Grower input required for House of Lords inquiry on EU agriculture

Professionals involved in all aspects of food production - from farmers and growers to environmentalists and researchers - are being urged to take part in an inquiry on innovation and EU agriculture launched this summer by the House of Lords EU sub-committee on agriculture, fisheries and farming.

The aim of the inquiry is to identify how innovation in EU agriculture can be best supported, particularly at a time when factors such as population increase and climate change are greatly impacting the scale of the challenges facing agriculture in the UK, Europe and the rest of the world.

Committee chairman Lord Carter of Coles said: "We consider 'innovation' to refer to new technologies such as biotechnology and new machinery incremental change such as commercial decisions to plant a new crop or alter a label and to the more generic processes by which ideas are conceived, developed and deployed throughout the agricultural sector."

The committee will be considering how far agriculture is innovating today, what the obstacles to innovation are, what challenges are likely to drive innovation in the future, the key players and structures needed to support innovation in EU agriculture and how the Common Agricultural Policy and EU research programme can help to resolve the issues identified.

The recommendations given to the inquiry will contribute to the development of innovation in EU agriculture by the UK Government and EU institutions over the next few years.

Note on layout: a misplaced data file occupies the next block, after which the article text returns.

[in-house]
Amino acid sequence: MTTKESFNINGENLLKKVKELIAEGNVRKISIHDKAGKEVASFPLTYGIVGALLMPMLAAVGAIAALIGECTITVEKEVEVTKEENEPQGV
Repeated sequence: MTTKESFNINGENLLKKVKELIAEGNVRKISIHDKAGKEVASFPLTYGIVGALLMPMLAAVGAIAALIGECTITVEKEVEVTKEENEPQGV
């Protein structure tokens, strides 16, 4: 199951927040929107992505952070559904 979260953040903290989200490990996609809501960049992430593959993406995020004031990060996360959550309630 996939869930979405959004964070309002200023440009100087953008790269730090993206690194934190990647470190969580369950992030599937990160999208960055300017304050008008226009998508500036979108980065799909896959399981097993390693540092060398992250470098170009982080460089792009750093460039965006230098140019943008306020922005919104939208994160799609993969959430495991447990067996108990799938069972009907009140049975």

The sub-committee conducting the inquiry is the same committee that published the Adapting to Climate Change: EU Agriculture and Forestry (2010) report, which found that the sector's research capacity had shrunk in recent years.

Carter said: "In the course of our inquiry into adapting agriculture and forestry to climate change, we heard some evidence to suggest that agricultural research capacity has shrunk over several decades and that, even when the knowledge exists, there appears to be a significant problem in terms of knowledge transfer.

"At the same time, it was clear new technologies would become increasingly important in order to adapt agriculture to existing and future challenges, such as climate change, water scarcity and the need to encourage sustainable improvements in productivity - not least in the context of food security."

The sub-committee is inviting people in this inquiry for their views on this topic by asking questions such as: "What are the current obstacles to innovation?" and "Is there a shortfall in research capacity and in technology transfer?"

- To take part in the inquiry, visit www.tiny.cc/innovationinquiry. The deadline for written evidence is 24 September.


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